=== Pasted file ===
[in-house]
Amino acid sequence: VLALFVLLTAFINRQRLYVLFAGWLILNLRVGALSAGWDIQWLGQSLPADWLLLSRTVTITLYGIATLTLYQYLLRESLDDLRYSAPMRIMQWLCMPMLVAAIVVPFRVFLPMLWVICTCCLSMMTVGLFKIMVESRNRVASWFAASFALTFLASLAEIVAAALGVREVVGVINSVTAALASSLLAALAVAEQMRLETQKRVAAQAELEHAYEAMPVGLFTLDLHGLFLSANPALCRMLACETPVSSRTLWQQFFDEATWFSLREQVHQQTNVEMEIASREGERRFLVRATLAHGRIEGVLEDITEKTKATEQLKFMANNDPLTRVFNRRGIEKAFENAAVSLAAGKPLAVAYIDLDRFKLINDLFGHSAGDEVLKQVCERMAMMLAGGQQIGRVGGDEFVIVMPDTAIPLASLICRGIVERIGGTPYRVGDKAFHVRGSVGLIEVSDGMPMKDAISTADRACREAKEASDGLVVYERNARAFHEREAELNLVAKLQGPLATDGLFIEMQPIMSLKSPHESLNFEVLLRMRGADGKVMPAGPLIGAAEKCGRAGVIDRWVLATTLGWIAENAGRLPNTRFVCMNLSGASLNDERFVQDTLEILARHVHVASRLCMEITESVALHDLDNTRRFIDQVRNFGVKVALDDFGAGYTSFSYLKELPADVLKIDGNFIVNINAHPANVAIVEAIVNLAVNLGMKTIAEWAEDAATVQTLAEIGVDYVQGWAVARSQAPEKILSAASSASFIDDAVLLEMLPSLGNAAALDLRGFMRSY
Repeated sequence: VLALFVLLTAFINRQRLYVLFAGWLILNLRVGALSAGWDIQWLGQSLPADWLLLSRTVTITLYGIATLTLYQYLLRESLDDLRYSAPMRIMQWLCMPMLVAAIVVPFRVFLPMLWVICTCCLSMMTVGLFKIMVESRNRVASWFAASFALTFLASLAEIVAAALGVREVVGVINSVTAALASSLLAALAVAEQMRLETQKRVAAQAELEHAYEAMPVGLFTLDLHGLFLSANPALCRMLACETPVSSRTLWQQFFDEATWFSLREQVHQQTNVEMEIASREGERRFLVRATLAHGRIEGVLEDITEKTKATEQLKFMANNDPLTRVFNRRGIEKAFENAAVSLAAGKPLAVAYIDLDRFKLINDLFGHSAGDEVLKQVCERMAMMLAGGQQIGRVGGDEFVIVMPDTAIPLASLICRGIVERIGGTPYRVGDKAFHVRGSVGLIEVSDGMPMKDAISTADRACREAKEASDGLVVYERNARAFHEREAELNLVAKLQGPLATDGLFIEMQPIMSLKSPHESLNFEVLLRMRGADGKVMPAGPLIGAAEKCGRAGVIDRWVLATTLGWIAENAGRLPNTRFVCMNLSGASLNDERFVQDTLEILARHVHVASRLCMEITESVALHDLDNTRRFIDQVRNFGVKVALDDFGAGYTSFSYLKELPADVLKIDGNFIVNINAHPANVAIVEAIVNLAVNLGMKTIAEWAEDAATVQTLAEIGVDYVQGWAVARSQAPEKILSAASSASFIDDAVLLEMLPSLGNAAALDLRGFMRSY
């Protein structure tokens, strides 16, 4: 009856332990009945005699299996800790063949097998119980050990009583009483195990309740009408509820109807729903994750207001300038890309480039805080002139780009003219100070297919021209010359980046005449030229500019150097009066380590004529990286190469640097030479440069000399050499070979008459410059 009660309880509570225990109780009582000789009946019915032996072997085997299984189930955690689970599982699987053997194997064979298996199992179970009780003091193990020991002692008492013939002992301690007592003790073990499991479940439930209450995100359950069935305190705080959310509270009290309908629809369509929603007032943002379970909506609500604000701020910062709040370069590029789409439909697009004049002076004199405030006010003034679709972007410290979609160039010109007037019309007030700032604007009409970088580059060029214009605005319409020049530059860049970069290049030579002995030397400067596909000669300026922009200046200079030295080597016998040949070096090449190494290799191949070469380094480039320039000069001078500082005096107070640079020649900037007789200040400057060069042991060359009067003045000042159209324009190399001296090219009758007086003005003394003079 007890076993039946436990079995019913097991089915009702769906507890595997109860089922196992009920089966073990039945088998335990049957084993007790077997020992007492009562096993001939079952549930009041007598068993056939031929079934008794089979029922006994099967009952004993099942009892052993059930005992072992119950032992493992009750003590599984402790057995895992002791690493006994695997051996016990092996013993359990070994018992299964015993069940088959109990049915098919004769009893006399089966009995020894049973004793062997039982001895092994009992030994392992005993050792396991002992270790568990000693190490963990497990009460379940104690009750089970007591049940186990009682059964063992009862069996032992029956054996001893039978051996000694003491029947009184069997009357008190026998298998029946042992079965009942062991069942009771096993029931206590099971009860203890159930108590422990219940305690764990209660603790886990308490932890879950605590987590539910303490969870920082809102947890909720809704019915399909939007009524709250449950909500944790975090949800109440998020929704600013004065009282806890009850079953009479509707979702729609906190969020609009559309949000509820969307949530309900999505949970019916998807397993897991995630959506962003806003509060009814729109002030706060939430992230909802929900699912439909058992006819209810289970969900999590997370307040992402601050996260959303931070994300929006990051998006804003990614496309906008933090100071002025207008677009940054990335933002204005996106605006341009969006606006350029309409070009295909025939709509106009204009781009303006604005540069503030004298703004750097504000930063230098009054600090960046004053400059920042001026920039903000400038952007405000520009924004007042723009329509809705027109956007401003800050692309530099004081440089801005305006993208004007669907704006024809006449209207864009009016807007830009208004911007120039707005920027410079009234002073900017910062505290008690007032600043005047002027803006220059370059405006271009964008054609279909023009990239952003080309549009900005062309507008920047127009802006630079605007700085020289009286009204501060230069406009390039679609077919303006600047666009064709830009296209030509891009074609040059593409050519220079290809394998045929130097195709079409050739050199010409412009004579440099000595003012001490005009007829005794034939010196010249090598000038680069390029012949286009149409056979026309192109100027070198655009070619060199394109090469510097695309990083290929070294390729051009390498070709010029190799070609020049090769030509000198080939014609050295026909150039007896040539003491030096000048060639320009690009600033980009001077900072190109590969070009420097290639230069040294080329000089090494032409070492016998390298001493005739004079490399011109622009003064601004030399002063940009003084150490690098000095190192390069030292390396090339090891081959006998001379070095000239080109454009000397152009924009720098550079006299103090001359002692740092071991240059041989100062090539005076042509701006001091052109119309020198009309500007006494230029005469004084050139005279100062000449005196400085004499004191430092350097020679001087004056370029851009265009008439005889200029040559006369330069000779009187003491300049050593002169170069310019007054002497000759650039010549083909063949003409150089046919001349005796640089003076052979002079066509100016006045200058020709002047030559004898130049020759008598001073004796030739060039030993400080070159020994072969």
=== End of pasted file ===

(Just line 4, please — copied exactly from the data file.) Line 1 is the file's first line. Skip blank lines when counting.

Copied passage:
């Protein structure tokens, strides 16, 4: 009856332990009945005699299996800790063949097998119980050990009583009483195990309740009408509820109807729903994750207001300038890309480039805080002139780009003219100070297919021209010359980046005449030229500019150097009066380590004529990286190469640097030479440069000399050499070979008459410059 009660309880509570225990109780009582000789009946019915032996072997085997299984189930955690689970599982699987053997194997064979298996199992179970009780003091193990020991002692008492013939002992301690007592003790073990499991479940439930209450995100359950069935305190705080959310509270009290309908629809369509929603007032943002379970909506609500604000701020910062709040370069590029789409439909697009004049002076004199405030006010003034679709972007410290979609160039010109007037019309007030700032604007009409970088580059060029214009605005319409020049530059860049970069290049030579002995030397400067596909000669300026922009200046200079030295080597016998040949070096090449190494290799191949070469380094480039320039000069001078500082005096107070640079020649900037007789200040400057060069042991060359009067003045000042159209324009190399001296090219009758007086003005003394003079 007890076993039946436990079995019913097991089915009702769906507890595997109860089922196992009920089966073990039945088998335990049957084993007790077997020992007492009562096993001939079952549930009041007598068993056939031929079934008794089979029922006994099967009952004993099942009892052993059930005992072992119950032992493992009750003590599984402790057995895992002791690493006994695997051996016990092996013993359990070994018992299964015993069940088959109990049915098919004769009893006399089966009995020894049973004793062997039982001895092994009992030994392992005993050792396991002992270790568990000693190490963990497990009460379940104690009750089970007591049940186990009682059964063992009862069996032992029956054996001893039978051996000694003491029947009184069997009357008190026998298998029946042992079965009942062991069942009771096993029931206590099971009860203890159930108590422990219940305690764990209660603790886990308490932890879950605590987590539910303490969870920082809102947890909720809704019915399909939007009524709250449950909500944790975090949800109440998020929704600013004065009282806890009850079953009479509707979702729609906190969020609009559309949000509820969307949530309900999505949970019916998807397993897991995630959506962003806003509060009814729109002030706060939430992230909802929900699912439909058992006819209810289970969900999590997370307040992402601050996260959303931070994300929006990051998006804003990614496309906008933090100071002025207008677009940054990335933002204005996106605006341009969006606006350029309409070009295909025939709509106009204009781009303006604005540069503030004298703004750097504000930063230098009054600090960046004053400059920042001026920039903000400038952007405000520009924004007042723009329509809705027109956007401003800050692309530099004081440089801005305006993208004007669907704006024809006449209207864009009016807007830009208004911007120039707005920027410079009234002073900017910062505290008690007032600043005047002027803006220059370059405006271009964008054609279909023009990239952003080309549009900005062309507008920047127009802006630079605007700085020289009286009204501060230069406009390039679609077919303006600047666009064709830009296209030509891009074609040059593409050519220079290809394998045929130097195709079409050739050199010409412009004579440099000595003012001490005009007829005794034939010196010249090598000038680069390029012949286009149409056979026309192109100027070198655009070619060199394109090469510097695309990083290929070294390729051009390498070709010029190799070609020049090769030509000198080939014609050295026909150039007896040539003491030096000048060639320009690009600033980009001077900072190109590969070009420097290639230069040294080329000089090494032409070492016998390298001493005739004079490399011109622009003064601004030399002063940009003084150490690098000095190192390069030292390396090339090891081959006998001379070095000239080109454009000397152009924009720098550079006299103090001359002692740092071991240059041989100062090539005076042509701006001091052109119309020198009309500007006494230029005469004084050139005279100062000449005196400085004499004191430092350097020679001087004056370029851009265009008439005889200029040559006369330069000779009187003491300049050593002169170069310019007054002497000759650039010549083909063949003409150089046919001349005796640089003076052979002079066509100016006045200058020709002047030559004898130049020759008598001073004796030739060039030993400080070159020994072969």